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See also: Carrion



From Middle English caroigne, borrowed from Anglo-Norman caroigne, from Vulgar Latin *carōnia, from Latin caro (flesh). Compare French charogne.

The regular modern English form would be *carren, *carron /ˈkæɹ.ən/ (this is found dialectally; see below); the intervening /i/ is probably a hypercorrection based on the analogy of words like merlin/merlion.


  • IPA(key): /ˈkæ.ɹi.ən/
  • (dialectal or obsolete) IPA(key): /ˈkæɹ.ən/[1]
  • (file)


carrion (usually uncountable, plural carrions)

  1. (chiefly uncountable) Dead flesh; carcasses.
    Vultures feed on carrion.
    • 1633, Edmund Spenser, A Vewe of the Present State of Irelande  [], Dublin: [] Sir James Ware; reprinted as A View of the State of Ireland [], Dublin: [] the Society of Stationers, [] Hibernia Press, [] By John Morrison, 1809:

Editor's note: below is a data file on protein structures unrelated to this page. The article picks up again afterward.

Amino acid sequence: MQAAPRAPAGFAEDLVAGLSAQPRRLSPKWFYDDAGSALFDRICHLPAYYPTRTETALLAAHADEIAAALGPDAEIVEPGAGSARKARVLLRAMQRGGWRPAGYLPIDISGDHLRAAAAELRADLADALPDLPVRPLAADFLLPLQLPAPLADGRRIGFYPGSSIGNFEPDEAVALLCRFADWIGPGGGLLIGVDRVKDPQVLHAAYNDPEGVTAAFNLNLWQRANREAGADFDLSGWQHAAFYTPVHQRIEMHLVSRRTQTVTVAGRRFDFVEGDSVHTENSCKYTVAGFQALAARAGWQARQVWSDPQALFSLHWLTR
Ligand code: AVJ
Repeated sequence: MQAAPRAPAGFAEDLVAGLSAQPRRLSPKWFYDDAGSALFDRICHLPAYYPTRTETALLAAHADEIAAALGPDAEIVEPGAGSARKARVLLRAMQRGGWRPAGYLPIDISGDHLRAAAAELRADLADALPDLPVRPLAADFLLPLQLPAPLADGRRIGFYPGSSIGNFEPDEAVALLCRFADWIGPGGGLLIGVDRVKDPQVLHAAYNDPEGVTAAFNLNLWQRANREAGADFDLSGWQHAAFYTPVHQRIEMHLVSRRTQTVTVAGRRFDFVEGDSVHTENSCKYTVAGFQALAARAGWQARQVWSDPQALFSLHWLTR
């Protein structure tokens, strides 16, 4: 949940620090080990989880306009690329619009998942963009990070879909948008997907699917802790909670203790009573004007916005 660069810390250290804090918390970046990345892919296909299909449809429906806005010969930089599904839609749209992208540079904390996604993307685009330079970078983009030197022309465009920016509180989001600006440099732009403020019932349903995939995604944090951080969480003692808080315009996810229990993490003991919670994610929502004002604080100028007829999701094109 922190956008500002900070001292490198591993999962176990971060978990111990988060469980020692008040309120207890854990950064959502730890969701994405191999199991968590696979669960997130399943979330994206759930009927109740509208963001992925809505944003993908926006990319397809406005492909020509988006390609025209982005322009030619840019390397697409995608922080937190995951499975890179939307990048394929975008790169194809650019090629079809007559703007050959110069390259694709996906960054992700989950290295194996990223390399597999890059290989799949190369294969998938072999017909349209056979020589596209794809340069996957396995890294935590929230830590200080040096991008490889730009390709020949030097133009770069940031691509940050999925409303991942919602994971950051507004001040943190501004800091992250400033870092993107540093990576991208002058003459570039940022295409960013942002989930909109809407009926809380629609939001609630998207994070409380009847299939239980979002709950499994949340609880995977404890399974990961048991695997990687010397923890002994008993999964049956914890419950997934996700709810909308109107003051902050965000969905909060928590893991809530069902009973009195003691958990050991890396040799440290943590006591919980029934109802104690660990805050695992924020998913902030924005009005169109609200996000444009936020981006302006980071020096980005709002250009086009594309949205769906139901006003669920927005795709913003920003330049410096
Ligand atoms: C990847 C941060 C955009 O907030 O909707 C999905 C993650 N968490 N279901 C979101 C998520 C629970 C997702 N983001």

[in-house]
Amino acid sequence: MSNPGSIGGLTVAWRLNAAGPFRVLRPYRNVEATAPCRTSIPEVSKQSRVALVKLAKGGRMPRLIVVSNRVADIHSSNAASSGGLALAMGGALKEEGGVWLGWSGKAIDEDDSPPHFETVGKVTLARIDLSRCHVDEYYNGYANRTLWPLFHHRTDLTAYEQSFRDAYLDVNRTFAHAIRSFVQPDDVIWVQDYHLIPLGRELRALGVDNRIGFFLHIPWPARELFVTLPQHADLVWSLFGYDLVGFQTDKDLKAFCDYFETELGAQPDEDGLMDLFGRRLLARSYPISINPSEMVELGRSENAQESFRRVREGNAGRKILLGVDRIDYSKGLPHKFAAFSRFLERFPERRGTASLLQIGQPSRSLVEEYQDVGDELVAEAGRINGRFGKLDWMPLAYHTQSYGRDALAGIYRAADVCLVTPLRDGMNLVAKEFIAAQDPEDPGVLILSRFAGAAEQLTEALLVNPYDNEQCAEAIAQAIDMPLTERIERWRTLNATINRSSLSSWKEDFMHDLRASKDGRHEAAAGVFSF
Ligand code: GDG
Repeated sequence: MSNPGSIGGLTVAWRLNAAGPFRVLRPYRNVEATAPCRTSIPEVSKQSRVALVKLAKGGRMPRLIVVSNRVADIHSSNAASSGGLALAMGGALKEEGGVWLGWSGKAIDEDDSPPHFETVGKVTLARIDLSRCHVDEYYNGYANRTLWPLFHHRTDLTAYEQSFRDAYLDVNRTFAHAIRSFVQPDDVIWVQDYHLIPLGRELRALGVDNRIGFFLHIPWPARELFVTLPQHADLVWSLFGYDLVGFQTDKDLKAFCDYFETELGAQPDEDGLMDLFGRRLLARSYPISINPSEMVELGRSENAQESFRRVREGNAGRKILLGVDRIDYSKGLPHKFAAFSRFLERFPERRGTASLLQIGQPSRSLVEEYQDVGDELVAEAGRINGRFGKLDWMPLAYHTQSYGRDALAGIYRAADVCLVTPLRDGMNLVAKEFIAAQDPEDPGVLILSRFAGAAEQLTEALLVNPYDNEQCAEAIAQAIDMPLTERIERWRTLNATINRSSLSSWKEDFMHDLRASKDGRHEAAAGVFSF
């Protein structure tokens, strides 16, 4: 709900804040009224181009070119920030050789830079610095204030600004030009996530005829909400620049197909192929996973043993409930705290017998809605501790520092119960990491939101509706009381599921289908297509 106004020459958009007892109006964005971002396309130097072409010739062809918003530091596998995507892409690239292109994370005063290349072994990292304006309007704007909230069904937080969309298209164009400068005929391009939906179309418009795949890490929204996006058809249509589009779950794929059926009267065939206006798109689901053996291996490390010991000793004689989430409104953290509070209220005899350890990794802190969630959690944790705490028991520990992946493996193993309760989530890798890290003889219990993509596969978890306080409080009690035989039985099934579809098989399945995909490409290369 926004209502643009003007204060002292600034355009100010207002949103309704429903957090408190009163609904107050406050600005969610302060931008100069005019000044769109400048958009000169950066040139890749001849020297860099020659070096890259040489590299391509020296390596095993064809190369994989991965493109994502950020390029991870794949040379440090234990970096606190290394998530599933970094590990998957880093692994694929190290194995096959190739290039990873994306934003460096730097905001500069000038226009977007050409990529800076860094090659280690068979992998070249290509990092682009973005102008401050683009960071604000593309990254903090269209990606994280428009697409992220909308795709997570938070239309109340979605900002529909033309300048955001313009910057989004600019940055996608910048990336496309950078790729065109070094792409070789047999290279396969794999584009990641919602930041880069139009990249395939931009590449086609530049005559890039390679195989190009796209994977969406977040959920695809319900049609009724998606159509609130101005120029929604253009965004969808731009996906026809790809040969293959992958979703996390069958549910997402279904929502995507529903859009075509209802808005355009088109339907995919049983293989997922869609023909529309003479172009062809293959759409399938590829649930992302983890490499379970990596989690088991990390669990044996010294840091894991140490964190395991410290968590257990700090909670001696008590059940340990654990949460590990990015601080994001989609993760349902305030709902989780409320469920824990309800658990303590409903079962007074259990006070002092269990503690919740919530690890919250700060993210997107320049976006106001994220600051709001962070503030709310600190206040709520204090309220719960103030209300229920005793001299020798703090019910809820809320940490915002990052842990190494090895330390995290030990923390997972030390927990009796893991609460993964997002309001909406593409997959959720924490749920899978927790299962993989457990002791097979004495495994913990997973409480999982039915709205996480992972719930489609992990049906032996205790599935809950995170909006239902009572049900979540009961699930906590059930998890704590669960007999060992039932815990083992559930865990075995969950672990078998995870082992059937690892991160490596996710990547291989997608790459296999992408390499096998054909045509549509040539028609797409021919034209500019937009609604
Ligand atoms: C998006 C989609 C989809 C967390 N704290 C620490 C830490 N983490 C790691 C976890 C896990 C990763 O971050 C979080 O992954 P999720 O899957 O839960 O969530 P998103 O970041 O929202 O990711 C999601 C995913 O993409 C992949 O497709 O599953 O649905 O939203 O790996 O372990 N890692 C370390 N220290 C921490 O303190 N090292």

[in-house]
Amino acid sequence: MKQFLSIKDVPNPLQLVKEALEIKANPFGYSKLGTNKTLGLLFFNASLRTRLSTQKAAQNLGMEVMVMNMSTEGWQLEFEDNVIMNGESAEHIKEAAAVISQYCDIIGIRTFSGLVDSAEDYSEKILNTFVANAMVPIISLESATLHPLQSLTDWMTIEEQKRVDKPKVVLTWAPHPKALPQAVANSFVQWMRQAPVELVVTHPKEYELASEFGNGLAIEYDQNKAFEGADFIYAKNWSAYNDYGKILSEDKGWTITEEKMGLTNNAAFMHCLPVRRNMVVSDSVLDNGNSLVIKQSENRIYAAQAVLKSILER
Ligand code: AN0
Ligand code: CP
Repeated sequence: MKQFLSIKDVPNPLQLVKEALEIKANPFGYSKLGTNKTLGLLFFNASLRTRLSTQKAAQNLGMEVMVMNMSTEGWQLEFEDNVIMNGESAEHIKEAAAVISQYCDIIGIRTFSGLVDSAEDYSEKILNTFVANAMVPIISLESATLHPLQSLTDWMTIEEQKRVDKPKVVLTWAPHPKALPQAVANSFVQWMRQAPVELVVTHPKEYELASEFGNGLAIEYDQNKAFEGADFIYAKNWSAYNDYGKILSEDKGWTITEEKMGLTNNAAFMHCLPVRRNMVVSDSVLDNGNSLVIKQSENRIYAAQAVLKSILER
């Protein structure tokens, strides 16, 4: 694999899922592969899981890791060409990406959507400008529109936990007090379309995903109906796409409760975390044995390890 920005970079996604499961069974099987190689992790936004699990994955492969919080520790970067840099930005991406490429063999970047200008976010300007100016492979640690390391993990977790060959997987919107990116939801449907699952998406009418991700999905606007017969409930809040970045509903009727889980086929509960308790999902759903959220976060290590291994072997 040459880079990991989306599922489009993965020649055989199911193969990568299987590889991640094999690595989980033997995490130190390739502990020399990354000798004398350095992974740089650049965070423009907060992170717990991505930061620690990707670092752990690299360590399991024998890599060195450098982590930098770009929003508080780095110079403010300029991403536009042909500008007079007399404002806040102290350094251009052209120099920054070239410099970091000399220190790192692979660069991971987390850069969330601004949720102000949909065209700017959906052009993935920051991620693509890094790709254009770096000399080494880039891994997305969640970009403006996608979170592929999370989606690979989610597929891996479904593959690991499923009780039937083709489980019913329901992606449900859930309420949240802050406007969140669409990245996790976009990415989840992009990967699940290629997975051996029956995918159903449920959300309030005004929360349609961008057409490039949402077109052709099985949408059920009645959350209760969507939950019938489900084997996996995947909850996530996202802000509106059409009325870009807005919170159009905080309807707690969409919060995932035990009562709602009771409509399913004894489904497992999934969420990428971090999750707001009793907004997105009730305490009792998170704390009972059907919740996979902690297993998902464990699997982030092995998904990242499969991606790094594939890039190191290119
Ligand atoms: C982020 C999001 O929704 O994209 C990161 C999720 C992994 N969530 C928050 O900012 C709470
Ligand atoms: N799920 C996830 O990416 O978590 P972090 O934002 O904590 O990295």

They did eat the dead carrions.
    • 1859, Charles Dickens, The Haunted House:
      He brought down with him to our haunted house a little cask of salt beef; for, he is always convinced that all salt beef not of his own pickling, is mere carrion []
    • 1922, Virginia Woolf, Jacob's Room, Vintage Classics, paperback edition, page 119
      Perhaps the Purple Emperor is feasting, as Morris says, upon a mass of putrid carrion at the base of an oak tree.
  2. (countable, obsolete, derogatory) A contemptible or worthless person.

Derived terms[edit]



  1. ^ Hall, Joseph Sargent (March 2, 1942), “2. The Vowel Sounds of Unstressed and Partially Stressed Syllables”, in The Phonetics of Great Smoky Mountain Speech (American Speech: Reprints and Monographs; 4), New York: King's Crown Press, DOI:10.7312/hall93950, →ISBN, § II.2, page 65.